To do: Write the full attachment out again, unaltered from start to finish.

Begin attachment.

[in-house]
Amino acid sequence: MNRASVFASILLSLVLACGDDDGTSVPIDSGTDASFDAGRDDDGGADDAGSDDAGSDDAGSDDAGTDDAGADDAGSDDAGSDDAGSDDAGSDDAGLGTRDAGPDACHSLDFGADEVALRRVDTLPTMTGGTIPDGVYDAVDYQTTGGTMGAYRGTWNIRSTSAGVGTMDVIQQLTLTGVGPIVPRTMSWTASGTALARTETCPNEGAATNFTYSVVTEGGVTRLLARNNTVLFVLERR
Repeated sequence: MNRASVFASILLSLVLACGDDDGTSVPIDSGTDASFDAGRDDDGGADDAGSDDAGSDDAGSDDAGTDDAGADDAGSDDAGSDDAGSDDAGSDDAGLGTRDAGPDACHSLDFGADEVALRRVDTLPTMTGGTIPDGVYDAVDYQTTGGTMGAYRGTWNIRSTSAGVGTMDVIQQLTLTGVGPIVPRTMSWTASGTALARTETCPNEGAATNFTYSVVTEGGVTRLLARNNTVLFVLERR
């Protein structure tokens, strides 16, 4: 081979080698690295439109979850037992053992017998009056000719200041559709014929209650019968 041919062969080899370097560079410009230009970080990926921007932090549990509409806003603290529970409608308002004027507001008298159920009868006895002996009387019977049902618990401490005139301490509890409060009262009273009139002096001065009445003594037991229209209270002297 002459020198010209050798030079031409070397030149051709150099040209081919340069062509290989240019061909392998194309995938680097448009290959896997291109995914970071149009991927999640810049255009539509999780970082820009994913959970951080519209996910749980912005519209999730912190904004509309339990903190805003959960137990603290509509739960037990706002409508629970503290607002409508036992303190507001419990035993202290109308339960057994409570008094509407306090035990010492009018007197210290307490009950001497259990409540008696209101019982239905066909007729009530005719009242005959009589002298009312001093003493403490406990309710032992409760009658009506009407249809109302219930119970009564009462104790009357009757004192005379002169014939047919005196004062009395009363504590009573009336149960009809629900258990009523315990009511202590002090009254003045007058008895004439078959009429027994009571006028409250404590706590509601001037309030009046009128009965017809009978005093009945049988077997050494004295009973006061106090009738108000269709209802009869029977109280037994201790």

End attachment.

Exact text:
[in-house]
Amino acid sequence: MNRASVFASILLSLVLACGDDDGTSVPIDSGTDASFDAGRDDDGGADDAGSDDAGSDDAGSDDAGTDDAGADDAGSDDAGSDDAGSDDAGSDDAGLGTRDAGPDACHSLDFGADEVALRRVDTLPTMTGGTIPDGVYDAVDYQTTGGTMGAYRGTWNIRSTSAGVGTMDVIQQLTLTGVGPIVPRTMSWTASGTALARTETCPNEGAATNFTYSVVTEGGVTRLLARNNTVLFVLERR
Repeated sequence: MNRASVFASILLSLVLACGDDDGTSVPIDSGTDASFDAGRDDDGGADDAGSDDAGSDDAGSDDAGTDDAGADDAGSDDAGSDDAGSDDAGSDDAGLGTRDAGPDACHSLDFGADEVALRRVDTLPTMTGGTIPDGVYDAVDYQTTGGTMGAYRGTWNIRSTSAGVGTMDVIQQLTLTGVGPIVPRTMSWTASGTALARTETCPNEGAATNFTYSVVTEGGVTRLLARNNTVLFVLERR
């Protein structure tokens, strides 16, 4: 081979080698690295439109979850037992053992017998009056000719200041559709014929209650019968 041919062969080899370097560079410009230009970080990926921007932090549990509409806003603290529970409608308002004027507001008298159920009868006895002996009387019977049902618990401490005139301490509890409060009262009273009139002096001065009445003594037991229209209270002297 002459020198010209050798030079031409070397030149051709150099040209081919340069062509290989240019061909392998194309995938680097448009290959896997291109995914970071149009991927999640810049255009539509999780970082820009994913959970951080519209996910749980912005519209999730912190904004509309339990903190805003959960137990603290509509739960037990706002409508629970503290607002409508036992303190507001419990035993202290109308339960057994409570008094509407306090035990010492009018007197210290307490009950001497259990409540008696209101019982239905066909007729009530005719009242005959009589002298009312001093003493403490406990309710032992409760009658009506009407249809109302219930119970009564009462104790009357009757004192005379002169014939047919005196004062009395009363504590009573009336149960009809629900258990009523315990009511202590002090009254003045007058008895004439078959009429027994009571006028409250404590706590509601001037309030009046009128009965017809009978005093009945049988077997050494004295009973006061106090009738108000269709209802009869029977109280037994201790």